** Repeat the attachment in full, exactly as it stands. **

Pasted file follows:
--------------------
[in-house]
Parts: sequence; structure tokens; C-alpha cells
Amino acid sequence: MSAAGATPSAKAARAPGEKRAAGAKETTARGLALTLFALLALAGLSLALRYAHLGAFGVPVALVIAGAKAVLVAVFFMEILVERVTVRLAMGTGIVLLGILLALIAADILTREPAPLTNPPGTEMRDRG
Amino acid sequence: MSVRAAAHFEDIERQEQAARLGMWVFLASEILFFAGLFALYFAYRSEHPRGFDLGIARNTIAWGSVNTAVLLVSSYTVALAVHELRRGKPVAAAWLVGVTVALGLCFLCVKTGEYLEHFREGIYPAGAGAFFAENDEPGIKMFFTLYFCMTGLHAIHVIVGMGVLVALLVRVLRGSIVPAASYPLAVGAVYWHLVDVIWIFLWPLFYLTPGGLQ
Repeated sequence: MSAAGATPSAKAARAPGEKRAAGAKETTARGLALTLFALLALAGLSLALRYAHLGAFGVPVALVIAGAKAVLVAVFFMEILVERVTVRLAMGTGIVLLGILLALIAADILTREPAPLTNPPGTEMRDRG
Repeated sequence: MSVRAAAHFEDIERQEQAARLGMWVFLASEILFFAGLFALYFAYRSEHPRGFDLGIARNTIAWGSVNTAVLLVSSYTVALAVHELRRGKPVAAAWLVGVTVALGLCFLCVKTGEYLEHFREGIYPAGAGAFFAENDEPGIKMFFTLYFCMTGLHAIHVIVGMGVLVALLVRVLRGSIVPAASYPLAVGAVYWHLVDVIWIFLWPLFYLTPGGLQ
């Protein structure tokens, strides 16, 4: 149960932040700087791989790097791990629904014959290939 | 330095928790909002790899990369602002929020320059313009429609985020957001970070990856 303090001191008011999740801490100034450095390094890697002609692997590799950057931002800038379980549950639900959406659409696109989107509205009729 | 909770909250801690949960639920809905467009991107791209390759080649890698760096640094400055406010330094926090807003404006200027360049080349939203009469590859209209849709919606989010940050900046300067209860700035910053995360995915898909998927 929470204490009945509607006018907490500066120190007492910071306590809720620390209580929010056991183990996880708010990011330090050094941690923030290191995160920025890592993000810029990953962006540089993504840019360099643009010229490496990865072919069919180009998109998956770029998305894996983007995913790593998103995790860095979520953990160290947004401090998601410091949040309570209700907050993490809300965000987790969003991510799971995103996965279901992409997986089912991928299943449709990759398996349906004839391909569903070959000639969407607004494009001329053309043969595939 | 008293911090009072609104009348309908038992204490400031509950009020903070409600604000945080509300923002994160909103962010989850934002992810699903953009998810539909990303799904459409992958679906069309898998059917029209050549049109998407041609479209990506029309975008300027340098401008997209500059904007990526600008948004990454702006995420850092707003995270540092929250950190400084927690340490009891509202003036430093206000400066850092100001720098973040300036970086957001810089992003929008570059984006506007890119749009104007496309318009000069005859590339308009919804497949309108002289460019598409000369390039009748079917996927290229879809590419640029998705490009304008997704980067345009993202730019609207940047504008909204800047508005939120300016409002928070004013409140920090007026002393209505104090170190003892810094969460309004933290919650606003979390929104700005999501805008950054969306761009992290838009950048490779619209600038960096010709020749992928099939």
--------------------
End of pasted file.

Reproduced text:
[in-house]
Parts: sequence; structure tokens; C-alpha cells
Amino acid sequence: MSAAGATPSAKAARAPGEKRAAGAKETTARGLALTLFALLALAGLSLALRYAHLGAFGVPVALVIAGAKAVLVAVFFMEILVERVTVRLAMGTGIVLLGILLALIAADILTREPAPLTNPPGTEMRDRG
Amino acid sequence: MSVRAAAHFEDIERQEQAARLGMWVFLASEILFFAGLFALYFAYRSEHPRGFDLGIARNTIAWGSVNTAVLLVSSYTVALAVHELRRGKPVAAAWLVGVTVALGLCFLCVKTGEYLEHFREGIYPAGAGAFFAENDEPGIKMFFTLYFCMTGLHAIHVIVGMGVLVALLVRVLRGSIVPAASYPLAVGAVYWHLVDVIWIFLWPLFYLTPGGLQ
Repeated sequence: MSAAGATPSAKAARAPGEKRAAGAKETTARGLALTLFALLALAGLSLALRYAHLGAFGVPVALVIAGAKAVLVAVFFMEILVERVTVRLAMGTGIVLLGILLALIAADILTREPAPLTNPPGTEMRDRG
Repeated sequence: MSVRAAAHFEDIERQEQAARLGMWVFLASEILFFAGLFALYFAYRSEHPRGFDLGIARNTIAWGSVNTAVLLVSSYTVALAVHELRRGKPVAAAWLVGVTVALGLCFLCVKTGEYLEHFREGIYPAGAGAFFAENDEPGIKMFFTLYFCMTGLHAIHVIVGMGVLVALLVRVLRGSIVPAASYPLAVGAVYWHLVDVIWIFLWPLFYLTPGGLQ
């Protein structure tokens, strides 16, 4: 149960932040700087791989790097791990629904014959290939 | 330095928790909002790899990369602002929020320059313009429609985020957001970070990856 303090001191008011999740801490100034450095390094890697002609692997590799950057931002800038379980549950639900959406659409696109989107509205009729 | 909770909250801690949960639920809905467009991107791209390759080649890698760096640094400055406010330094926090807003404006200027360049080349939203009469590859209209849709919606989010940050900046300067209860700035910053995360995915898909998927 929470204490009945509607006018907490500066120190007492910071306590809720620390209580929010056991183990996880708010990011330090050094941690923030290191995160920025890592993000810029990953962006540089993504840019360099643009010229490496990865072919069919180009998109998956770029998305894996983007995913790593998103995790860095979520953990160290947004401090998601410091949040309570209700907050993490809300965000987790969003991510799971995103996965279901992409997986089912991928299943449709990759398996349906004839391909569903070959000639969407607004494009001329053309043969595939 | 008293911090009072609104009348309908038992204490400031509950009020903070409600604000945080509300923002994160909103962010989850934002992810699903953009998810539909990303799904459409992958679906069309898998059917029209050549049109998407041609479209990506029309975008300027340098401008997209500059904007990526600008948004990454702006995420850092707003995270540092929250950190400084927690340490009891509202003036430093206000400066850092100001720098973040300036970086957001810089992003929008570059984006506007890119749009104007496309318009000069005859590339308009919804497949309108002289460019598409000369390039009748079917996927290229879809590419640029998705490009304008997704980067345009993202730019609207940047504008909204800047508005939120300016409002928070004013409140920090007026002393209505104090170190003892810094969460309004933290919650606003979390929104700005999501805008950054969306761009992290838009950048490779619209600038960096010709020749992928099939």